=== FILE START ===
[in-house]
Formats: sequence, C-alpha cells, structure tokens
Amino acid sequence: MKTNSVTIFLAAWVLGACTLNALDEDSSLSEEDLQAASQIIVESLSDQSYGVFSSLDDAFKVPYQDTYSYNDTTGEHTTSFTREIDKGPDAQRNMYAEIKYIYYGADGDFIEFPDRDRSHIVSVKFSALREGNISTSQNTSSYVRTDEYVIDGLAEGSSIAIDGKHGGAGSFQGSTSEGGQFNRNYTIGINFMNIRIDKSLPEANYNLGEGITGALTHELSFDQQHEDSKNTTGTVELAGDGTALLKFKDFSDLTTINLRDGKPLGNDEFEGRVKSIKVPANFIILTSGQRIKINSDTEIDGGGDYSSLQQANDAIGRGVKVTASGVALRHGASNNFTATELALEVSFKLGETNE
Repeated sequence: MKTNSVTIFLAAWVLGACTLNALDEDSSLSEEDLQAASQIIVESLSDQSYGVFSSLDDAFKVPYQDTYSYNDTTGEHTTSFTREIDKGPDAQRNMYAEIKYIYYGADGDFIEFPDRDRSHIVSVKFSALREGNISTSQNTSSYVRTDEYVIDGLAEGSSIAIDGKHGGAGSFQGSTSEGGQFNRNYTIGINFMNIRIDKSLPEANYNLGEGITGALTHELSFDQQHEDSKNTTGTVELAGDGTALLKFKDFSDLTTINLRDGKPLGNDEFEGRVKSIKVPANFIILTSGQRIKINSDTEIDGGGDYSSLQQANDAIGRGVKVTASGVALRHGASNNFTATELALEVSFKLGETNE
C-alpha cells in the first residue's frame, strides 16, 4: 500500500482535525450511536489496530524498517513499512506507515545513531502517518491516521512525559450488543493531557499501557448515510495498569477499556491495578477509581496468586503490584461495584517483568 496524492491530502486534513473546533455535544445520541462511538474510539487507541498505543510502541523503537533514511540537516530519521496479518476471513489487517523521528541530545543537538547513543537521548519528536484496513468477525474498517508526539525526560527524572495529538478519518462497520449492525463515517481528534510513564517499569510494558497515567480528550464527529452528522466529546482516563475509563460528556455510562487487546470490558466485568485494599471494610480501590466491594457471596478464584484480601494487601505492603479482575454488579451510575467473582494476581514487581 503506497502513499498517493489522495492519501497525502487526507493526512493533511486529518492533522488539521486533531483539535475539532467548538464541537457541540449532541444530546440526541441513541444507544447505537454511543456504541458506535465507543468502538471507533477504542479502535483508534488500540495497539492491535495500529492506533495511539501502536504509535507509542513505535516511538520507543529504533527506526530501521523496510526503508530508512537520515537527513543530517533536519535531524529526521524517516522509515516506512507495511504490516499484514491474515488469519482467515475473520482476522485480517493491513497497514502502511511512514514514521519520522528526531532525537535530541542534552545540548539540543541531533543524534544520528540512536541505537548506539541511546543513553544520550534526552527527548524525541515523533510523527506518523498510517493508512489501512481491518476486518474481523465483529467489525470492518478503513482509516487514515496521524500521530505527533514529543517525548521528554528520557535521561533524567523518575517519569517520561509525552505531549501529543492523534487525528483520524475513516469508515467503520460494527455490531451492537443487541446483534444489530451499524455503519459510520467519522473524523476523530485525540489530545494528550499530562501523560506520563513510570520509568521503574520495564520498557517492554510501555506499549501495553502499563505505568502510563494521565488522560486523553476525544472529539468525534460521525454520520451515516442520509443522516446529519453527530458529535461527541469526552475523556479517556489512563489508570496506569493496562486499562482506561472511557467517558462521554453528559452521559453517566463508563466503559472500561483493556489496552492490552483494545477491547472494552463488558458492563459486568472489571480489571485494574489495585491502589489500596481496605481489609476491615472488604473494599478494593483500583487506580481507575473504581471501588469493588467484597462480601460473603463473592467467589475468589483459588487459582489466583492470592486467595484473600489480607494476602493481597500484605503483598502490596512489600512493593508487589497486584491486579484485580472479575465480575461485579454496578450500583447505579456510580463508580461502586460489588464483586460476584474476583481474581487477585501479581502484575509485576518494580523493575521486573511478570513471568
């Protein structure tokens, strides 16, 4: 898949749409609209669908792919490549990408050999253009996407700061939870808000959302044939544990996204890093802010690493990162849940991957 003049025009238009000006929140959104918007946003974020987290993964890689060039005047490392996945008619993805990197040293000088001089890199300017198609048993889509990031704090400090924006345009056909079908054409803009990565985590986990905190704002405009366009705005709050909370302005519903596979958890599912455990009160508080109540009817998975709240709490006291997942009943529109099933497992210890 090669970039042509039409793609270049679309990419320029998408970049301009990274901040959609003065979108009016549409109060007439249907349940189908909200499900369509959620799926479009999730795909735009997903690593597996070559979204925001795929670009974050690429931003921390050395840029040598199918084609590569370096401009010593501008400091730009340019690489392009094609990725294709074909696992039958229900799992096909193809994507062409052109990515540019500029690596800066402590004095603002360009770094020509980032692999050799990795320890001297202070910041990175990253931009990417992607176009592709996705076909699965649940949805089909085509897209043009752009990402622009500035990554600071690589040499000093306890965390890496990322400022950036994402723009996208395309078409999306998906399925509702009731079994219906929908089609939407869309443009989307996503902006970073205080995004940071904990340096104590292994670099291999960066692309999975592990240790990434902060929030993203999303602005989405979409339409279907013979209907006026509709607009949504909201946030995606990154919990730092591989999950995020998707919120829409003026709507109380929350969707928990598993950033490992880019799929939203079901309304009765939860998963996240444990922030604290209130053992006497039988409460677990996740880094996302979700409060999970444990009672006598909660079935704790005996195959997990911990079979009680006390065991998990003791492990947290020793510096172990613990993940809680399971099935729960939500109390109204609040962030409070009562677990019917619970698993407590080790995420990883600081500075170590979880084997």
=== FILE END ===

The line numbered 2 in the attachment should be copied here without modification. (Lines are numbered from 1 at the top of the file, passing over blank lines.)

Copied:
Formats: sequence, C-alpha cells, structure tokens